***Warning, the following may contain spoilers for Great Pretender. Reader discretion is advised.***
Makoto Edamura (voiced by Chiaki Kobayashi) believes himself to be Japan’s greatest confidence man. His quick wit and smooth personality have never failed to turn a profit from a mark. Or, at least, that was the case until he met Laurent Thierry (voiced by Junichi Suwabe).
In an embarrassingly short amount of time, Laurent bests the cocky Makoto. However, rather than trying to put him in his place, Laurent wishes to recruit Makoto for his world-class group of con men.
Just like that, Makoto finds himself traveling the globe, taking on some of the most powerful crooks, gangsters, and villains on Earth. Although the work is dangerous, the rewards for a job well done are incredibly tantalizing.
In reference to what I am about to say, there are two considerations I have not forgotten:
- There are a lot more 2020 anime still to watch.
- I intend to do plenty of reflection before I make any call.
With that said, if Great Pretender isn’t the best series of 2020, it sure as hell is a top contender. This show was awesome; I’m not sure where to begin.
I suppose the best place to start would be with the superficial, a.k.a., the animation and music. As such, mother-of-everything, Great Pretender was a gorgeous spectacle for the eyes and a phenomenal symphony for the ears.
It is also about time I acknowledge Netflix-partnered anime. There has been a number of these types of shows this year – BNA: Brand New Animal, Dragon’s Dogma, Ghost in the Shell: SAC_2045, Japan Sinks:2020. If trends continue, the platform will become a staple of the medium, assuming it isn’t already. Although I haven’t liked everything coming out from Netflix, I feel a tinge of excitement whenever I encounter these series.
Anime has slowly been trying to change its long-established formulas and plotlines, and I mean slowly. Netflix has been helping boost this transformation since it is a platform that allows things to be different. I’m not sure how a show like Great Pretender would have played out five years ago, but I do know this:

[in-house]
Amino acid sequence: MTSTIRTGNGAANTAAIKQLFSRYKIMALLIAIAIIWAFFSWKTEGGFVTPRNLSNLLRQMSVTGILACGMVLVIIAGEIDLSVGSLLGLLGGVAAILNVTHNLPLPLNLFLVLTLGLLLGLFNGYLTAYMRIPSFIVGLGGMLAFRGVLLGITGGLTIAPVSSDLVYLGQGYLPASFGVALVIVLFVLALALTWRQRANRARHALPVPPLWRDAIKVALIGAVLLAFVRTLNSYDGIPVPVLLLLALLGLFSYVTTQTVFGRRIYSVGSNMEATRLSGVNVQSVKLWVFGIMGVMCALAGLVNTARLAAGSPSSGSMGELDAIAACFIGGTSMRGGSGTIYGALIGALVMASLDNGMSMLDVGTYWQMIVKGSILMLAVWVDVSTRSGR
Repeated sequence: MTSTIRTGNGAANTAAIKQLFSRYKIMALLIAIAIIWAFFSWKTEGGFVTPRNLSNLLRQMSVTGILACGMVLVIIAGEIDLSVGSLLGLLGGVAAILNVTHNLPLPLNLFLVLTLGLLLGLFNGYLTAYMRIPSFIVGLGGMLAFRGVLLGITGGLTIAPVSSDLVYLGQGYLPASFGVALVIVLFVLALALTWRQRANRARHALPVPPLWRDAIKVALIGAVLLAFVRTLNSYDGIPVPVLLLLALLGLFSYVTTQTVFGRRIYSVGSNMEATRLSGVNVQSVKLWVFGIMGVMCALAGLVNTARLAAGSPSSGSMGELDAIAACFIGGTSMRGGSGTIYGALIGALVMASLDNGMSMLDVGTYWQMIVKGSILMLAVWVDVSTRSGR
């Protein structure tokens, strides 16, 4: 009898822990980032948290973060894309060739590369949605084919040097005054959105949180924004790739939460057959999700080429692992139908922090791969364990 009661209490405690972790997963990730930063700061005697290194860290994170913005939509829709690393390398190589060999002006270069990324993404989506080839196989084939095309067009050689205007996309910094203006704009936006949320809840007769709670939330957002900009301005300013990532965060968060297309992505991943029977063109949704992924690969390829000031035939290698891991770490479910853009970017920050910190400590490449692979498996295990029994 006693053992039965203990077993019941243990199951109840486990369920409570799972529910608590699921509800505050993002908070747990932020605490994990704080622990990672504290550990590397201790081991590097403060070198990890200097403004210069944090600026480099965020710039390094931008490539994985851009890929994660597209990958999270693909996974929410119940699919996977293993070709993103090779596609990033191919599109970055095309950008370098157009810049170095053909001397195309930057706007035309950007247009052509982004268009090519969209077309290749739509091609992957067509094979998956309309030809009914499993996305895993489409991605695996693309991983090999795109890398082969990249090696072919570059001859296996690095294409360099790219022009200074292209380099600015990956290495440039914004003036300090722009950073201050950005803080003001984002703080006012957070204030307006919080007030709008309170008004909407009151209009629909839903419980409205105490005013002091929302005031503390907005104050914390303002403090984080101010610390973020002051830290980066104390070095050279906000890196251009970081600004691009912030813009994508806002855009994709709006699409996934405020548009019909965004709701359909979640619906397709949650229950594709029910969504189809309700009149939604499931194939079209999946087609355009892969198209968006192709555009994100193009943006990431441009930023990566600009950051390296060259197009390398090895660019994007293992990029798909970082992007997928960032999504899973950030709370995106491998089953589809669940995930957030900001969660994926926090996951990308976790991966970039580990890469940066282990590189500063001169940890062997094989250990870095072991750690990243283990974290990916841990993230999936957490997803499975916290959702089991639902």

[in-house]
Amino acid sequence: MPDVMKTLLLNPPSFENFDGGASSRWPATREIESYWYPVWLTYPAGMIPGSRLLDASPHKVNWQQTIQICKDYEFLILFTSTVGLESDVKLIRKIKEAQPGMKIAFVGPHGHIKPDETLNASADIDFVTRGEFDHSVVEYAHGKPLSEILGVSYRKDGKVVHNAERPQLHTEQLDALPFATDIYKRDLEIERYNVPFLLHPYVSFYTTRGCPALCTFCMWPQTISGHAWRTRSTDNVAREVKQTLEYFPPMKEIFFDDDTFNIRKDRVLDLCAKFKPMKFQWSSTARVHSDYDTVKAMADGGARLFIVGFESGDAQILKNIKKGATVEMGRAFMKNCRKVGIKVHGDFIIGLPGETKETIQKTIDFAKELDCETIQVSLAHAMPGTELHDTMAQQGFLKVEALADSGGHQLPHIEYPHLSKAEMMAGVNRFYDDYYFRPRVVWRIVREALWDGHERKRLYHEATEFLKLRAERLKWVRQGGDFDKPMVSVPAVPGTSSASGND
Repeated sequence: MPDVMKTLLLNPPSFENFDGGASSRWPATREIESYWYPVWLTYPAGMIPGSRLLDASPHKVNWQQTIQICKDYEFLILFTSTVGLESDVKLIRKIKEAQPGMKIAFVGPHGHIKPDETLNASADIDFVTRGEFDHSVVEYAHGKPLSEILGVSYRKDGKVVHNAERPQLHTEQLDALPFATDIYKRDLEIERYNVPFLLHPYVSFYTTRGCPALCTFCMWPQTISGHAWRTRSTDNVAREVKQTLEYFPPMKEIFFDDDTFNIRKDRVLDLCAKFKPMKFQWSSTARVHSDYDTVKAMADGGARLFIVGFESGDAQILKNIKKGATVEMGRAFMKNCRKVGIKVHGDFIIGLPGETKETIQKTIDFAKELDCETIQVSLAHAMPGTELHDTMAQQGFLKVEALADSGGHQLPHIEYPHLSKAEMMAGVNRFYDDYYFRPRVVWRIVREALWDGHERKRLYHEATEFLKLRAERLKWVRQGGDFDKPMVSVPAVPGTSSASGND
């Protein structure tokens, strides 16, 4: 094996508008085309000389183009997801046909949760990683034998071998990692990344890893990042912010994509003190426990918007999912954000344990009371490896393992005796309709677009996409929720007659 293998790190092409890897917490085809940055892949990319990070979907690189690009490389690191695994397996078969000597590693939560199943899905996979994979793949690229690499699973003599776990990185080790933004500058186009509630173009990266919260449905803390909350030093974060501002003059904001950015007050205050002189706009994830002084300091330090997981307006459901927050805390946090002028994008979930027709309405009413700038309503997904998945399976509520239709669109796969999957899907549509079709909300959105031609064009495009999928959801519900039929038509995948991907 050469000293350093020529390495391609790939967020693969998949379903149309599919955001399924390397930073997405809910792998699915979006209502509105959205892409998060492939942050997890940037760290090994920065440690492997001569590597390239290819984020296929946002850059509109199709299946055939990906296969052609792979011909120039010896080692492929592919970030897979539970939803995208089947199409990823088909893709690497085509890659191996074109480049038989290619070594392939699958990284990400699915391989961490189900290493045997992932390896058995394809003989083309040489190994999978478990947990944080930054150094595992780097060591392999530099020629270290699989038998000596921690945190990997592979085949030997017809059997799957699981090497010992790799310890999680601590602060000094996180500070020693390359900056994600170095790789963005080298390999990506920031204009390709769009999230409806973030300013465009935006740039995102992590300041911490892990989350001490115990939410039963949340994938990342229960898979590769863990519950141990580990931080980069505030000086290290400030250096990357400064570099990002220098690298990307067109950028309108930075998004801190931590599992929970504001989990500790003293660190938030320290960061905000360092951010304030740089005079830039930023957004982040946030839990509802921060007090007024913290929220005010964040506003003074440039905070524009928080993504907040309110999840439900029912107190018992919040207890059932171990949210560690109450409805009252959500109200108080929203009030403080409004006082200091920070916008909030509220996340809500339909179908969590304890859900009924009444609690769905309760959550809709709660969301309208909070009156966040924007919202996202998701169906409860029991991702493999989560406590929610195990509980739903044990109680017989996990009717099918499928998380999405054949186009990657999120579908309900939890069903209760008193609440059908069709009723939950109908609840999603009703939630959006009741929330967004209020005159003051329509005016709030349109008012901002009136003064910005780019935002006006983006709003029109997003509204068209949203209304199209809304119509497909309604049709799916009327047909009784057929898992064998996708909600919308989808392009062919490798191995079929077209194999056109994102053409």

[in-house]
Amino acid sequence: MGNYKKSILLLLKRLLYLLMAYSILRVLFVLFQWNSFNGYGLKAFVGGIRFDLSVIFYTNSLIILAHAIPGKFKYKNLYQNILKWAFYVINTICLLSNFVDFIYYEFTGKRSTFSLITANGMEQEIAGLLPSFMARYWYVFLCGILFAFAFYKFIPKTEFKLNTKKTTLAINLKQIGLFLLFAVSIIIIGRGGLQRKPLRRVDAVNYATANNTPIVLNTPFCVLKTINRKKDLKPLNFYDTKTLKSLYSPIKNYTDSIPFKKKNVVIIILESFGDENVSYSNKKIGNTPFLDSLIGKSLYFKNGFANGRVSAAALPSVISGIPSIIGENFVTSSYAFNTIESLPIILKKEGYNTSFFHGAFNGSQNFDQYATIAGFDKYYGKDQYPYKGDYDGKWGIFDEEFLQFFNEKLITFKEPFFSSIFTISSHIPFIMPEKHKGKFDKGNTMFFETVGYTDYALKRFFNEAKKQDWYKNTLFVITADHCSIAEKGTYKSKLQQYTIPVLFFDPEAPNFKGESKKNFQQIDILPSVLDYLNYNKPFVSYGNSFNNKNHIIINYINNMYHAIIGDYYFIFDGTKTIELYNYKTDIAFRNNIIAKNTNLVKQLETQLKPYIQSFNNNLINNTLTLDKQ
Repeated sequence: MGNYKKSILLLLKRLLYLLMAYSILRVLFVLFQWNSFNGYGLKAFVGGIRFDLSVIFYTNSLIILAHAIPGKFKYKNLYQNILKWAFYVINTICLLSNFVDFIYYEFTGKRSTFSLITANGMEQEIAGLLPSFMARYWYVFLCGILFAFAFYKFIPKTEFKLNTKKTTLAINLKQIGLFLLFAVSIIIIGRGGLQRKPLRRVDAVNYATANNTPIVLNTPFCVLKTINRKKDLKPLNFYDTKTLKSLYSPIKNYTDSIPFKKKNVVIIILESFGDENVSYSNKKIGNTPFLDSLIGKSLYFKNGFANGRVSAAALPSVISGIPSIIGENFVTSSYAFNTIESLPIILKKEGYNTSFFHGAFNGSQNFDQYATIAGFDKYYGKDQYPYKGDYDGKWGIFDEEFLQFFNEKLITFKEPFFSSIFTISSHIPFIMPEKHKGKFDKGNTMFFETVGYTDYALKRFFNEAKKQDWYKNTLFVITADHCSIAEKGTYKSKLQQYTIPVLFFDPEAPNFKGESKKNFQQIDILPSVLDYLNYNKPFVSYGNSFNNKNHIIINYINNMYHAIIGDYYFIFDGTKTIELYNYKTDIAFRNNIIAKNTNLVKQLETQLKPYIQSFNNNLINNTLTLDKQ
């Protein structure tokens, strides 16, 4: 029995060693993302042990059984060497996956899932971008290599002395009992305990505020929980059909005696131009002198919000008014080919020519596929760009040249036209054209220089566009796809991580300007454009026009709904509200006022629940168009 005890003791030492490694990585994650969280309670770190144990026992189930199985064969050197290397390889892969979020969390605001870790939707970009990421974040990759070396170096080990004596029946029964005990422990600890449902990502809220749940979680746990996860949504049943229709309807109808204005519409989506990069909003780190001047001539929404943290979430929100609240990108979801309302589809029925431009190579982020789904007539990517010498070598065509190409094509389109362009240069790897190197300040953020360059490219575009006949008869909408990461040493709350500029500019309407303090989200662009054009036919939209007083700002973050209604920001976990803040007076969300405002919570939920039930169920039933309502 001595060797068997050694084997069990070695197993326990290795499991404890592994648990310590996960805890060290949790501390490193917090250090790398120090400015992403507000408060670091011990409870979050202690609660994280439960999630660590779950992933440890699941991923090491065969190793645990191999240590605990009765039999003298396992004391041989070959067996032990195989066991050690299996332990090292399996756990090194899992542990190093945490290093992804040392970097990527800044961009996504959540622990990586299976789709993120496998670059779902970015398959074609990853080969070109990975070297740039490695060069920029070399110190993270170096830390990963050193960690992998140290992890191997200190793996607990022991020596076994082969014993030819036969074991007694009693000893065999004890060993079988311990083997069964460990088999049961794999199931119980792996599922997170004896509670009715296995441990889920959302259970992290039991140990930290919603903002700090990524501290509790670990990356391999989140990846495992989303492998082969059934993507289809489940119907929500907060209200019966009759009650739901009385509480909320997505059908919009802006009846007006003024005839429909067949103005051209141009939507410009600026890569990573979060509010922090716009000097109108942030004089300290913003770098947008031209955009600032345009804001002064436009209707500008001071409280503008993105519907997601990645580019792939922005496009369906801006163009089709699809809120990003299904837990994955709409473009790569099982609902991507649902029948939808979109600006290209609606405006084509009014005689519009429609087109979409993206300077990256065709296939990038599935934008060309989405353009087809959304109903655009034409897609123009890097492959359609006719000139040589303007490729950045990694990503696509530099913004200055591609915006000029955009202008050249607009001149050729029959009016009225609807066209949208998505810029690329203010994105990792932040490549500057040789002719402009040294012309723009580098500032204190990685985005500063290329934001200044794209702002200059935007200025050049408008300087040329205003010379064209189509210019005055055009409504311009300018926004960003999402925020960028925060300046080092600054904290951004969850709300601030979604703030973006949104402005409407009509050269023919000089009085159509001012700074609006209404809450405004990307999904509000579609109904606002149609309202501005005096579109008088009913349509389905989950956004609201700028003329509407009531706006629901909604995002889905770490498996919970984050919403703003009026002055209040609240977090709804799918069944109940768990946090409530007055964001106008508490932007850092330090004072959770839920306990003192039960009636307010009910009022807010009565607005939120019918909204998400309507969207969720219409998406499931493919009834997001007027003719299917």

This series exuded a sense that it had a story it wanted to tell in a particular way.
The globetrotting nature of Great Pretender was among the primary reasons I instantly fell in love with this show. To me, it sparked a childlike sense of adventure, one I don’t remember the last time I felt from an anime. This series’ outstanding visuals and music got me wanting to travel the world. Remarkable considering I’m from Los Angeles (one of the locations in this story). Thus, I found it even more impressive that Great Pretender built a unique air of mystic around my home city.
It should also be noted: This series was fun, simple as that.
Was I expecting or even looking for realism from Great Pretender? No, and this show did tend to lean into the elaborate. However, this series never crossed into being ludicrous. Sure, the fourth storyline, “Wizard of Far East,” was undoubtedly out there, but by and large, the reality this story built for itself was easy to accept.
One thing Great Pretender did well was make its actions seem possible. The amount of preparation, insight, forethought, and sheer luck that went into the show’s cons only suggested they were unlikely to work, not impossible. There was a logical – or, more appropriately, an on-the-surface conceivable – path between points A, B, and C. Assuming someone had the resources and proper skill sets – both of which were present in this show – then there would be no trouble in suspending my disbelief and enjoying the ride.
Plus, it helped that Great Pretender has a great cast of characters. The entire Laurent Gang had fascinating backstories, as well as insanely entertaining personalities that made watching them work together a blast. They allowed this show to be hilarious and tension-filled at the same time.